Tracy Drier, senior instrument specialist, creates a glass instrument in his shop in the Chemistry Building. Photo: Bryce Richter
In a lab built around tools and techniques that are more than a century old, Tracy Drier performs miracles of construction and reconstruction. When someone in the Chemistry Department breaks a piece of glassware, Drier and his panoply of torches and specialized equipment are ready to make a fix that can’t be detected by an untrained eye.
When a chemist walks in needing a piece of equipment that’s not available in a catalog, Drier is ready to interpret. “I typically work with grad students, who are the ones with specific projects that need my help. We work together to try to come up with solution. I can work from arm waving. I help translate arm waving onto paper and into glass.”
There’s no reason to spend time drawing projects on a computer, he says. “The main issue is that I’ll never see that job again. If I make a wonderful drawing … what’s it for?” The intake process is quaint, Drier admits. “My billing business is digital, but everything else is pretty analog, and I’m okay with that.”
Glass is a foundation of chemistry, Drier says, pointing to a reproduction of a glass analytical device built by Justus von Liebig in the 1830s. The “kaliapparat” is so essential that it is embedded in the logo of the American Chemical Society.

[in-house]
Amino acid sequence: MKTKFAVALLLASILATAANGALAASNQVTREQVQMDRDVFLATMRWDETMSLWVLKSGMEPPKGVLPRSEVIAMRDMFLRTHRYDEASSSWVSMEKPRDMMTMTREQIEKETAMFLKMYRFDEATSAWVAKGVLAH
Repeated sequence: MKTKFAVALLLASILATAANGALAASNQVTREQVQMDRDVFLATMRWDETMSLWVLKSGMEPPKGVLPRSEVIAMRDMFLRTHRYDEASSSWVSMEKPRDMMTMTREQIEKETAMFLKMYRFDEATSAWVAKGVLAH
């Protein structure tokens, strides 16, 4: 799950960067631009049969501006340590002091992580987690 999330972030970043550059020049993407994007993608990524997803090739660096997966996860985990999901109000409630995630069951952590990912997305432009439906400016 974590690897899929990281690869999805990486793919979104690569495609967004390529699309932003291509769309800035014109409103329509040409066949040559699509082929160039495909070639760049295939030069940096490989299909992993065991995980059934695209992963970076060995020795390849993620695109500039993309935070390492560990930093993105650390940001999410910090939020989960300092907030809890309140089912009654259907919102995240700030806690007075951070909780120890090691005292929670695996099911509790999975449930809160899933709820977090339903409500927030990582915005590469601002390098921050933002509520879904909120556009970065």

On a tour, Drier shows off the peculiar tools and equipment needed to work glassware. New projects usually start at a rack of tubes made of the same material found in fridge-to-oven glassware. Multiple 2,500 degree Celsius torches — with pointed or diffuse flames — are used to weld, bend and blow glass. Two lathes rotate cylinders for even heating. Various sanders and grinders are used for shaping and polishing.
“I can work from arm waving,” Drier says. "I help translate arm waving onto paper and into glass.” Photo: Bryce Richter
A bench devoted to large Dewar flasks — commercially termed thermos bottles — has vacuum pumps to evacuate these insulated containers needed for ultra-cold experiments.
Once a glass object is fabricated, the internal stresses created from heating must be removed before they can cause a break. Stresses can be seen with a device called the polariscope — a light box with polarized light that creates rainbow patterns that are hallmarks of dangerous stress. This stress is removed by annealing, a sequence of heating, holding and cooling in a kiln.
There’s no way to know how many Ph.D. theses and journal articles can be attributed to Chemistry’s soft-spoken glass whisperer. “I’m happy to do repairs,” he says, “but what I really like is the stuff where you actually have to think about construction, have to know something about glass.”